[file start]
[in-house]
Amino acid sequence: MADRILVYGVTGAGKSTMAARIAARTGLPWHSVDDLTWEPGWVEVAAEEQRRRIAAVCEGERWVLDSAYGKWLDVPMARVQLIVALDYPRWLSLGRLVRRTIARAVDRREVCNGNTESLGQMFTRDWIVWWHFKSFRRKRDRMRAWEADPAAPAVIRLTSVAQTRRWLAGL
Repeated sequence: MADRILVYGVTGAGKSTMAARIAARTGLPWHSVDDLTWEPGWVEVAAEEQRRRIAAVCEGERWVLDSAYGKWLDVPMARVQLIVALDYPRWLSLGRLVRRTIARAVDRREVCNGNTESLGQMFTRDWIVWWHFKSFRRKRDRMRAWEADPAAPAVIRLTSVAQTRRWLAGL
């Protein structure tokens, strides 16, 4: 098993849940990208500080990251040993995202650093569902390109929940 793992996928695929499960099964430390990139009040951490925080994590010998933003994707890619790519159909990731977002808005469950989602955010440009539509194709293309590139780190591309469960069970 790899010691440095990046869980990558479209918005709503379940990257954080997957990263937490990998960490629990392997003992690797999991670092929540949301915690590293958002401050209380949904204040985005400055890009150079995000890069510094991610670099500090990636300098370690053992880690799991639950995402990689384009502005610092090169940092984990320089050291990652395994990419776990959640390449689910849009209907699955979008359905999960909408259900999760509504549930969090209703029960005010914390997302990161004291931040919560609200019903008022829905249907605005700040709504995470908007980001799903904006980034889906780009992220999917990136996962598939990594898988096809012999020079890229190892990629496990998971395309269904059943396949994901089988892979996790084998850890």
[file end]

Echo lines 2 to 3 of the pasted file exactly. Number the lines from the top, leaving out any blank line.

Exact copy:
Amino acid sequence: MADRILVYGVTGAGKSTMAARIAARTGLPWHSVDDLTWEPGWVEVAAEEQRRRIAAVCEGERWVLDSAYGKWLDVPMARVQLIVALDYPRWLSLGRLVRRTIARAVDRREVCNGNTESLGQMFTRDWIVWWHFKSFRRKRDRMRAWEADPAAPAVIRLTSVAQTRRWLAGL
Repeated sequence: MADRILVYGVTGAGKSTMAARIAARTGLPWHSVDDLTWEPGWVEVAAEEQRRRIAAVCEGERWVLDSAYGKWLDVPMARVQLIVALDYPRWLSLGRLVRRTIARAVDRREVCNGNTESLGQMFTRDWIVWWHFKSFRRKRDRMRAWEADPAAPAVIRLTSVAQTRRWLAGL